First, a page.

1989-1990 Tim Berners-Lee invented the World Wide Web. He made a proposal for an information management system in March 1989,[32] and on 25 December 1990, with the help of Robert Cailliau and a young student at CERN, he implemented the first successful communication between a Hypertext Transfer Protocol (HTTP) client and server via the Internet.[33] Computer science, Information theory
1996 Joshua M. Epstein along with Robert Axtell developed the first large scale agent-based computational model, the Sugarscape, to explore the role of social phenomenon such as seasonal migrations, pollution, sexual reproduction, combat, and transmission of disease and even culture. With this work Epstein laid the foundation for what he later called as Generative social science[34][35] Generative science, Philosophy, Complexity science
1997 Roslin Institute: Dolly the sheep was cloned. medicine, biology, genetics and cloning
1998 Gerson Goldhaber and Saul Perlmutter observed that the expansion of the universe is accelerating Cosmology & Physics
2000 Alison Gopnik and Andrew N. Meltzoff and Patricia K. Kuhl stated that the same mechanisms used by scientists to develop scientific theories are used by children to develop causal models of their environment.[36] They state that the cognitive development of children in early life is made possible by three factors: innate knowledge, advanced learning ability, and the evolved ability of parents to teach their offspring.[36] Psychology, child psychology, human development, philosophy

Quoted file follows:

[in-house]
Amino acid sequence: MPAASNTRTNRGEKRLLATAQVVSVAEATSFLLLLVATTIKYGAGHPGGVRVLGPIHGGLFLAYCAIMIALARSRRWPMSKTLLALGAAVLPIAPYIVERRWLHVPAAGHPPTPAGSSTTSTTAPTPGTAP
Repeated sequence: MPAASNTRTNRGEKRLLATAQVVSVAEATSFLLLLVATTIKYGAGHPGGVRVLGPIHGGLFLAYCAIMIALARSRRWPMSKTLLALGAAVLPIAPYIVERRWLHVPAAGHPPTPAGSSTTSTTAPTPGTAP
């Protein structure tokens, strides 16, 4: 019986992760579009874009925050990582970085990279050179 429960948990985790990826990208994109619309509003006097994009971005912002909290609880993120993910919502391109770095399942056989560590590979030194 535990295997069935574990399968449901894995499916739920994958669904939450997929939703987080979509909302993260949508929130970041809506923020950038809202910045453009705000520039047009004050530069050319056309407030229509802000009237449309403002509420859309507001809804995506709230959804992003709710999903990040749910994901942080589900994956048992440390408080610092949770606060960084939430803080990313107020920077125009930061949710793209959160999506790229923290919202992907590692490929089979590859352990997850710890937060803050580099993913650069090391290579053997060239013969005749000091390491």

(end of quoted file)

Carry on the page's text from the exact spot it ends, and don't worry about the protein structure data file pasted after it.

2001 The first draft of the human genome is completed. Genetics, biology & Life sciences
2002 Ray Jackendoff published his theory of conceptual semantics a comprehensive theory on the foundations of language, in the monograph (2002): Foundations of Language. Brain, Meaning, Grammar, Evolution. Earlier he worked with Fred Lerdahl, on musical cognition, presenting a Generative theory of tonal music. Linguistics, Music cognition, music, cognitive science, psychology, philosophy
2002 Daniel Wegner published his book stating that the experience of free will is an illusion.[37] Wegner conducted a series of experiments in which people experience an illusion of control, feeling that their free will shapes events when actually it were determined by someone else.[38] According to Wegner the fact that this illusion of free will can be created shows that it is an illusion[39] and that it is "the mind's best trick".[40] Psychology, Cognitive Sciences, Philosophy